Freedom in the World
You are here
Freedom Rating (1 = best, 7 = worst)
Civil Liberties (1 = best, 7 = worst)
Political Rights (1 = best, 7 = worst)
East Timor's political rights rating improved from 5 to 3 due to the holding of the country's first direct presidential election since it gained independence.
After becoming the world's newest state in May, East Timor faced the daunting challenge of nation building in a land scarred by neglect and human rights abuses during 2 centuries of Portuguese rule and 24 years of Indonesian occupation. The country received full independence with the departure of an interim United Nations administration that, in two years, helped rebuild roads and buildings and set up a legislature and other basic democratic institutions. The UN, however, made relatively little progress in getting many basic services up and running, drafting business laws, and sorting out land disputes.
To make matters tougher, the new country is Asia's poorest, 85 to 90 percent of urban adults have no jobs, up to half of East Timorese are illiterate, and small-scale coffee production is virtually the only export industry. Even after revenues from offshore oil and gas production come on stream in 2005, the Southeast Asian country is likely to remain heavily dependent on foreign aid for the foreseeable future. The government of President Xanana Gusmao also faces the divisive question of whether to grant amnesty to past human rights abusers or to pursue justice through the courts.
The Portuguese became the first Europeans to land on Timor Island in the sixteenth century. They retreated to the eastern part of Timor in the eighteenth century following years of fighting for control of the island with the Dutch. After Portugal abruptly abandoned East Timor in early 1975, two armed Timorese groups, the leftist Fretilin and the right-wing Timorese Democratic Union, fought for control of the territory. Indonesia invaded in December 1975 and formally annexed East Timor in 1976.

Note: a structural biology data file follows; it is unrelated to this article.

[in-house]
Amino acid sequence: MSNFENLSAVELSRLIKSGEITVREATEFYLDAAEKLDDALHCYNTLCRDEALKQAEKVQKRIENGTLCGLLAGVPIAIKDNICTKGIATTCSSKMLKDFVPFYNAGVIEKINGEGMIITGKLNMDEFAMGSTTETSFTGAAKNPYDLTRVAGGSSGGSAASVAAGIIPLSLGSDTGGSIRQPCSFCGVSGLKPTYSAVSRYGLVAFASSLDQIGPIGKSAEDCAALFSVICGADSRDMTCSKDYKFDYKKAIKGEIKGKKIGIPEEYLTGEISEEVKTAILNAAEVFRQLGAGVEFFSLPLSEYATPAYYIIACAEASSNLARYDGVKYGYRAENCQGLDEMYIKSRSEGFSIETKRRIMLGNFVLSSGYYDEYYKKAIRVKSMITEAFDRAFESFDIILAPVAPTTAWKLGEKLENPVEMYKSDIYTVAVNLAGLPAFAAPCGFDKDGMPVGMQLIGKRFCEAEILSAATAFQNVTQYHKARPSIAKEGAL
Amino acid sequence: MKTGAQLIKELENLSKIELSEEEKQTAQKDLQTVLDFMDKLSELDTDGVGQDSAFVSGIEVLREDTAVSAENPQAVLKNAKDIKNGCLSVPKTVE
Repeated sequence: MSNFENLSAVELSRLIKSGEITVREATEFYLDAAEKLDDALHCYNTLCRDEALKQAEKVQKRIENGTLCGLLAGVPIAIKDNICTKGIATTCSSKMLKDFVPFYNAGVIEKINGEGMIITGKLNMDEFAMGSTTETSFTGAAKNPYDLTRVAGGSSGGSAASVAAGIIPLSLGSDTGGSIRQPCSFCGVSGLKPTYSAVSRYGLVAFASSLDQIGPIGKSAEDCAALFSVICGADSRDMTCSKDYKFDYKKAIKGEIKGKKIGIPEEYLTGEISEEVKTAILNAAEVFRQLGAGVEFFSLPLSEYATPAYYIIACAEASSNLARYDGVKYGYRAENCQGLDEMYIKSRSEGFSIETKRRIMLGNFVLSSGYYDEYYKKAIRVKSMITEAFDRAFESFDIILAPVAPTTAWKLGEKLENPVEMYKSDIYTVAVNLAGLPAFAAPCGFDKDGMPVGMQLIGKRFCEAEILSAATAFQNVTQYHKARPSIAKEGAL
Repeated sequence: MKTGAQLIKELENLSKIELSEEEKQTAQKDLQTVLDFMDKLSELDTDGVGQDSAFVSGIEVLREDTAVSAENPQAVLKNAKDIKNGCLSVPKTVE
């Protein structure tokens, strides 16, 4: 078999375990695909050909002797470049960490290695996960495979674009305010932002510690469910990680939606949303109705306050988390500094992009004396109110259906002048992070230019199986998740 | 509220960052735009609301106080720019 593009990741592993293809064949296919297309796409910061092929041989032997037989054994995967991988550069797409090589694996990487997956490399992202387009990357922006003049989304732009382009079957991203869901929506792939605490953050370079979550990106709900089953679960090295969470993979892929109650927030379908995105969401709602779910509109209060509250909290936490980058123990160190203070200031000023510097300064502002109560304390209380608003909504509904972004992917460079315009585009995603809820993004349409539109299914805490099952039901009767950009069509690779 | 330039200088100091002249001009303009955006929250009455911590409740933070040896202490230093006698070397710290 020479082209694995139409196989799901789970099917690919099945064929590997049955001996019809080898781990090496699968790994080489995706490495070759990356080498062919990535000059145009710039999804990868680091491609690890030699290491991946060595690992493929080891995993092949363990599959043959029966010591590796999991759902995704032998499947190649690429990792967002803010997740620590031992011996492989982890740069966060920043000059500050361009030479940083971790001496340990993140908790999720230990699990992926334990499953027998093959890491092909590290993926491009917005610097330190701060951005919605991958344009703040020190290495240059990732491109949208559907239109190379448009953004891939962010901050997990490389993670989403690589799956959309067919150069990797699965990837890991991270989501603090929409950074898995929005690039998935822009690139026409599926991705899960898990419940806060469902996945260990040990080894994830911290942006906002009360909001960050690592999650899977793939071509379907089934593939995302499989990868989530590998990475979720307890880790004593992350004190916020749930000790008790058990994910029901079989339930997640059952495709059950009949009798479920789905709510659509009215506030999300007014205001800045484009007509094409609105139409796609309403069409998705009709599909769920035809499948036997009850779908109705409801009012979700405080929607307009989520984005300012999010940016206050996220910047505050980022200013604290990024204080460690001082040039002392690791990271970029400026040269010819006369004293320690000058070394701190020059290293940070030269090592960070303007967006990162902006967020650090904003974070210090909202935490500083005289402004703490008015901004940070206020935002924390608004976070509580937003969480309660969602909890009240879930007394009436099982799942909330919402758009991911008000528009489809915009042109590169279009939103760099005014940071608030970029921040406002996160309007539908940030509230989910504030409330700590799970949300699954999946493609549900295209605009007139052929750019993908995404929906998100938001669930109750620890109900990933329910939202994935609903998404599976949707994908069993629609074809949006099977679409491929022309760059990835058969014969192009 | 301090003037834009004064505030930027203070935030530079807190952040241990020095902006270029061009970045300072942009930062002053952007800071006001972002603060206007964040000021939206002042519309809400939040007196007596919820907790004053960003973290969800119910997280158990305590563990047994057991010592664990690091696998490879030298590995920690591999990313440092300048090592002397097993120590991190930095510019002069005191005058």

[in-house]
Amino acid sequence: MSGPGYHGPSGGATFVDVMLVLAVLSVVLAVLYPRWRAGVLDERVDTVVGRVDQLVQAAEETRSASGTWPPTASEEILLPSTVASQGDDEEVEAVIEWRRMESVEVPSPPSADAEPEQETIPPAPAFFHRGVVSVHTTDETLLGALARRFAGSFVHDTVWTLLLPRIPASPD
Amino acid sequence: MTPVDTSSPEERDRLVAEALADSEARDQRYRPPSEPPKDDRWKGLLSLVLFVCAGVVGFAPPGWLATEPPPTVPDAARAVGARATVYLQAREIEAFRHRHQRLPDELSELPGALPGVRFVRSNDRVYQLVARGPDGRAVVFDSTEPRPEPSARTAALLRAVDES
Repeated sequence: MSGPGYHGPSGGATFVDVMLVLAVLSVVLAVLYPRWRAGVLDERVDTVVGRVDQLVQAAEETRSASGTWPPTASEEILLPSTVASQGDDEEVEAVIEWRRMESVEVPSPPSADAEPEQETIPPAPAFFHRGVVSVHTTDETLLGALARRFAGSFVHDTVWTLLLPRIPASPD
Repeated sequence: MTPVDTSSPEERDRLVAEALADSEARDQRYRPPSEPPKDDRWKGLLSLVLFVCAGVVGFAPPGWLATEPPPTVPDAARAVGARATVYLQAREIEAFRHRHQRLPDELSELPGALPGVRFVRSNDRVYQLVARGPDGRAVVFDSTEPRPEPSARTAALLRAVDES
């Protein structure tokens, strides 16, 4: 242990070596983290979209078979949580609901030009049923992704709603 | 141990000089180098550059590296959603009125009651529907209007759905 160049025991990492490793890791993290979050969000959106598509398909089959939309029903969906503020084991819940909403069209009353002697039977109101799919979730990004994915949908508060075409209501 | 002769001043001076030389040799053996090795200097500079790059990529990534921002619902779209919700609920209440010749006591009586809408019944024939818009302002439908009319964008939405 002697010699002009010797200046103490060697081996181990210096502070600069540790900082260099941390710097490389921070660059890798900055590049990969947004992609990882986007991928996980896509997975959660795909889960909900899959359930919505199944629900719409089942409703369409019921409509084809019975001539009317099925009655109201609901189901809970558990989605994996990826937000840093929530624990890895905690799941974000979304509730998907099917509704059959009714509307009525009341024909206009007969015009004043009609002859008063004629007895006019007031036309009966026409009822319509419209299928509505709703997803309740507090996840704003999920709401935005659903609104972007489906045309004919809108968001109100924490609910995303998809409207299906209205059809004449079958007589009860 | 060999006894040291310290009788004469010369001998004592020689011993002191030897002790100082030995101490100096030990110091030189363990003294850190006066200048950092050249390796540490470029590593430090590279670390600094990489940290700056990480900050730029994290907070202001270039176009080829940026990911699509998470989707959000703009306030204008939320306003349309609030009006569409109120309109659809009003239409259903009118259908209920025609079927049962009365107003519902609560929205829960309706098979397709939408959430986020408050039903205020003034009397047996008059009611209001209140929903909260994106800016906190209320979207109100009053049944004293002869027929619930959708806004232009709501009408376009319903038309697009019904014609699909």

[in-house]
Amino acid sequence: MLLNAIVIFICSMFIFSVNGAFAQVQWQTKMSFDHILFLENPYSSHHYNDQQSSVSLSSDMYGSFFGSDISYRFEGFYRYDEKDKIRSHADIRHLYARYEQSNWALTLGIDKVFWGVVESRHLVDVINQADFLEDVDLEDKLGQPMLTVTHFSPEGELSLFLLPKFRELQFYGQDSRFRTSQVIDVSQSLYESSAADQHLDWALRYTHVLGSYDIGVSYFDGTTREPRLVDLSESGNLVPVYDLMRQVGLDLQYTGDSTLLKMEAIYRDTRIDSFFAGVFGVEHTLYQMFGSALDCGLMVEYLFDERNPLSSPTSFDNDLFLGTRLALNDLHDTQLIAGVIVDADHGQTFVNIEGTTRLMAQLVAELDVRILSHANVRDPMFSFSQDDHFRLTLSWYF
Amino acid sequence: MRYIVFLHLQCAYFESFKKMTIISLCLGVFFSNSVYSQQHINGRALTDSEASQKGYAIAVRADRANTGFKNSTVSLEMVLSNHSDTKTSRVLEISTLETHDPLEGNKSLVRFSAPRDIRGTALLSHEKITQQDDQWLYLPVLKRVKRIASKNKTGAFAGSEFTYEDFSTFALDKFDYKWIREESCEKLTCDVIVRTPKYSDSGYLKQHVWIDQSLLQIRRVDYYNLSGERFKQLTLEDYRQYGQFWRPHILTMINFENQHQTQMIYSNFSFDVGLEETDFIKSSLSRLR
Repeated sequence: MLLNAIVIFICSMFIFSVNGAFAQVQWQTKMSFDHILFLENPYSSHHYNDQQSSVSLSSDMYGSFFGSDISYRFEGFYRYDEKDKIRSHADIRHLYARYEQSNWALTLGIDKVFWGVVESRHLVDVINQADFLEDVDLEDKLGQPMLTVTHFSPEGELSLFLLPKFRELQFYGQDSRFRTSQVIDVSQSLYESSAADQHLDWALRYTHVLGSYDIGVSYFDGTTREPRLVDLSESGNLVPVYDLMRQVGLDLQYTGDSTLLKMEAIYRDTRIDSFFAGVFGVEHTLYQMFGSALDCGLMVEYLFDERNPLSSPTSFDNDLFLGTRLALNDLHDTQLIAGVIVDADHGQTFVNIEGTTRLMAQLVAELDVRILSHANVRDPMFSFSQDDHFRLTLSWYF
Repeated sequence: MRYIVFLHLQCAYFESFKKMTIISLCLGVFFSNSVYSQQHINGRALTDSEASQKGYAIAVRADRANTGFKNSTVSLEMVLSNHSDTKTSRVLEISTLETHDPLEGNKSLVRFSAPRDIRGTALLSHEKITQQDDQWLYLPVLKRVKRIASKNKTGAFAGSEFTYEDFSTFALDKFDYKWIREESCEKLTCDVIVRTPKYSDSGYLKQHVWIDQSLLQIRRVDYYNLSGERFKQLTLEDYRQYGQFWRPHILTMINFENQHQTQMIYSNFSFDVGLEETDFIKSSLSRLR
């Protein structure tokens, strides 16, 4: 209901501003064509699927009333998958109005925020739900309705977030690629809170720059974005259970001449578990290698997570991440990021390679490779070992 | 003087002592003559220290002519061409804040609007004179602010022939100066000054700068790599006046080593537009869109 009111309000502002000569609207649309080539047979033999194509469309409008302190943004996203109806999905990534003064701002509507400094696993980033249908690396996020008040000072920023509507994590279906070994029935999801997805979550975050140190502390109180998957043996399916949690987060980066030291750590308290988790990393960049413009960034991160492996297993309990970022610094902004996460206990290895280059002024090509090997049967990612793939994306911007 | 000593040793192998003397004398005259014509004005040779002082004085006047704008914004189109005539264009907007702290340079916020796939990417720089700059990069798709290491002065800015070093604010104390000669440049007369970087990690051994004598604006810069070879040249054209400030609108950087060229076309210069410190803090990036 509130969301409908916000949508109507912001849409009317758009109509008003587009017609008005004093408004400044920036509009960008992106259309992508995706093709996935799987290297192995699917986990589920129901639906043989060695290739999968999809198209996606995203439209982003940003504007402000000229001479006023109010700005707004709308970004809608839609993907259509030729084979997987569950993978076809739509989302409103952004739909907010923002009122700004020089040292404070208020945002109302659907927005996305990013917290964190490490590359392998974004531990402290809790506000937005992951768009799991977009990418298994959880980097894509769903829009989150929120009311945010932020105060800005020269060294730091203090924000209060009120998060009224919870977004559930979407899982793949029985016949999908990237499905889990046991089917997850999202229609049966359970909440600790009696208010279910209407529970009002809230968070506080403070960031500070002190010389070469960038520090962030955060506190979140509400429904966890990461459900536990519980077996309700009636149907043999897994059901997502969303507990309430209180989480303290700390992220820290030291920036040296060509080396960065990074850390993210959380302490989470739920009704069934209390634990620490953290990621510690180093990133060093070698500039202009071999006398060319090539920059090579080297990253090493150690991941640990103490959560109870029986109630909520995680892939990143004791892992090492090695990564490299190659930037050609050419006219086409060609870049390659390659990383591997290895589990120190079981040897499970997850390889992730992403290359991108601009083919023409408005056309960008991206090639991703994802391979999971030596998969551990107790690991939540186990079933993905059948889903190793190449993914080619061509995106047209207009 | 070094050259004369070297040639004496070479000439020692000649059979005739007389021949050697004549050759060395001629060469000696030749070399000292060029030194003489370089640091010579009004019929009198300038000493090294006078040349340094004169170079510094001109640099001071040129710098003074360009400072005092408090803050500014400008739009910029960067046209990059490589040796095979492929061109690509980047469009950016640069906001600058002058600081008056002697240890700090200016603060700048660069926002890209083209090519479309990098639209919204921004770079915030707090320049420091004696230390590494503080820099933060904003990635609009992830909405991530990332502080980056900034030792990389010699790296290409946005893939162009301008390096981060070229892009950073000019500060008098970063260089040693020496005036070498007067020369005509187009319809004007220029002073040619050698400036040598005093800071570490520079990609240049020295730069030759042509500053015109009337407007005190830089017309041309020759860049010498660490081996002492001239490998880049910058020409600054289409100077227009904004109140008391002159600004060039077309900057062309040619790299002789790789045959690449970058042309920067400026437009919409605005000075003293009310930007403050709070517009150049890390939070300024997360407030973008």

As Indonesian forces consolidated their hold on the territory, they committed widespread abuses against the local population during counterinsurgency operations against Fretilin's armed wing, the East Timorese National Liberation Army (Falintil). By 1979, civil conflict and famine had killed up to 200,000 Timorese. For the next two decades, poorly equipped Falintil forces continued to wage a low-grade insurgency from the rugged interior.
East Timor's road to independence began with the 1998 downfall of Indonesia's iron-fisted President Suharto, who had steadfastly rejected even autonomy for the territory. As support for independence mounted in 1999, local militias, armed by the Indonesian military, began attacking pro-independence activists and suspected supporters. Amid the violence, East Timorese voters overwhelmingly approved an August 1999 referendum in favor of independence.